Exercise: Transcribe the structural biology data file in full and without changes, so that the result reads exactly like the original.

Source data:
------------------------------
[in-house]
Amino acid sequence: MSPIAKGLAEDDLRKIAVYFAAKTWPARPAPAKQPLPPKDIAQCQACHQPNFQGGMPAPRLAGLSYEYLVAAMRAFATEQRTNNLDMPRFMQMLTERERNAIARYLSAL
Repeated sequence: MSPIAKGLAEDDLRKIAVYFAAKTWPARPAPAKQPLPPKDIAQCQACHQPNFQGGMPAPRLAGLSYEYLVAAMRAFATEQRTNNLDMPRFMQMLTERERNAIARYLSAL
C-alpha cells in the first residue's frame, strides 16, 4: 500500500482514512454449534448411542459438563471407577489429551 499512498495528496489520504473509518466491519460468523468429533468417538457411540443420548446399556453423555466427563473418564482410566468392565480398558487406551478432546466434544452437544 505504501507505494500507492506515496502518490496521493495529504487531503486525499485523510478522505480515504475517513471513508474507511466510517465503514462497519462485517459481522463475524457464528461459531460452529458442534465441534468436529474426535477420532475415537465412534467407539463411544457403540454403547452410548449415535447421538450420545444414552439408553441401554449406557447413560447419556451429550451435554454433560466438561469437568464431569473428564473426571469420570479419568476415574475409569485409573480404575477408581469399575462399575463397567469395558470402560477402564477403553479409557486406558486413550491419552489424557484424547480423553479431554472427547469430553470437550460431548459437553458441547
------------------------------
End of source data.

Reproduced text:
[in-house]
Amino acid sequence: MSPIAKGLAEDDLRKIAVYFAAKTWPARPAPAKQPLPPKDIAQCQACHQPNFQGGMPAPRLAGLSYEYLVAAMRAFATEQRTNNLDMPRFMQMLTERERNAIARYLSAL
Repeated sequence: MSPIAKGLAEDDLRKIAVYFAAKTWPARPAPAKQPLPPKDIAQCQACHQPNFQGGMPAPRLAGLSYEYLVAAMRAFATEQRTNNLDMPRFMQMLTERERNAIARYLSAL
C-alpha cells in the first residue's frame, strides 16, 4: 500500500482514512454449534448411542459438563471407577489429551 499512498495528496489520504473509518466491519460468523468429533468417538457411540443420548446399556453423555466427563473418564482410566468392565480398558487406551478432546466434544452437544 505504501507505494500507492506515496502518490496521493495529504487531503486525499485523510478522505480515504475517513471513508474507511466510517465503514462497519462485517459481522463475524457464528461459531460452529458442534465441534468436529474426535477420532475415537465412534467407539463411544457403540454403547452410548449415535447421538450420545444414552439408553441401554449406557447413560447419556451429550451435554454433560466438561469437568464431569473428564473426571469420570479419568476415574475409569485409573480404575477408581469399575462399575463397567469395558470402560477402564477403553479409557486406558486413550491419552489424557484424547480423553479431554472427547469430553470437550460431548459437553458441547